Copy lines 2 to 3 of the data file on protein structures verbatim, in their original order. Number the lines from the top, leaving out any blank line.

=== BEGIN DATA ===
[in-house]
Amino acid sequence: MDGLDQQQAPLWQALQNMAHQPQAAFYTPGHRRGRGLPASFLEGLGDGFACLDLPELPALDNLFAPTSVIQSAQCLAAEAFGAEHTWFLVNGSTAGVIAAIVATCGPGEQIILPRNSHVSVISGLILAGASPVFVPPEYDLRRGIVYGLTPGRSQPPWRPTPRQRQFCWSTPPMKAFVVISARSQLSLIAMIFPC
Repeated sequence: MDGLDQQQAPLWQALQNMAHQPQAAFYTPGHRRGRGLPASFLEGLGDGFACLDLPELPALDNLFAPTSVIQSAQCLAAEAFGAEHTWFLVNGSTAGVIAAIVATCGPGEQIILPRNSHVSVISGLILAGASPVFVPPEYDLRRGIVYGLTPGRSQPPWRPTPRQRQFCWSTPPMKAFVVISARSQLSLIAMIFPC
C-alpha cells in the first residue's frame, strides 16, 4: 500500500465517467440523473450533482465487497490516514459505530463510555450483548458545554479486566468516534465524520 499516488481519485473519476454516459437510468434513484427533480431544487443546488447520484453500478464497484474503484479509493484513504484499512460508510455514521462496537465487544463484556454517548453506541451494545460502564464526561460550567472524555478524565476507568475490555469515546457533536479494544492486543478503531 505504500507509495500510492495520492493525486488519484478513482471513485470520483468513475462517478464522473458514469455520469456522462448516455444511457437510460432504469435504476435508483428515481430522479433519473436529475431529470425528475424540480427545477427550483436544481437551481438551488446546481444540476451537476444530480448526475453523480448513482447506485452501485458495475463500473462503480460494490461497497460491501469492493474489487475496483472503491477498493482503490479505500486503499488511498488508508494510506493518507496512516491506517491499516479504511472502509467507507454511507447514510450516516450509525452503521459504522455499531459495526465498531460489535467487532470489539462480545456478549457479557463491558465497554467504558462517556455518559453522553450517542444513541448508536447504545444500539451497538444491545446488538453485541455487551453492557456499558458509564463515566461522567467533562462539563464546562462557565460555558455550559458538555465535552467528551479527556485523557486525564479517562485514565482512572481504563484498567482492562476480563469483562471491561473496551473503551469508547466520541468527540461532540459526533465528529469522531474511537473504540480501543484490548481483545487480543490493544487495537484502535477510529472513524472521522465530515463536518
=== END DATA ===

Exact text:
Amino acid sequence: MDGLDQQQAPLWQALQNMAHQPQAAFYTPGHRRGRGLPASFLEGLGDGFACLDLPELPALDNLFAPTSVIQSAQCLAAEAFGAEHTWFLVNGSTAGVIAAIVATCGPGEQIILPRNSHVSVISGLILAGASPVFVPPEYDLRRGIVYGLTPGRSQPPWRPTPRQRQFCWSTPPMKAFVVISARSQLSLIAMIFPC
Repeated sequence: MDGLDQQQAPLWQALQNMAHQPQAAFYTPGHRRGRGLPASFLEGLGDGFACLDLPELPALDNLFAPTSVIQSAQCLAAEAFGAEHTWFLVNGSTAGVIAAIVATCGPGEQIILPRNSHVSVISGLILAGASPVFVPPEYDLRRGIVYGLTPGRSQPPWRPTPRQRQFCWSTPPMKAFVVISARSQLSLIAMIFPC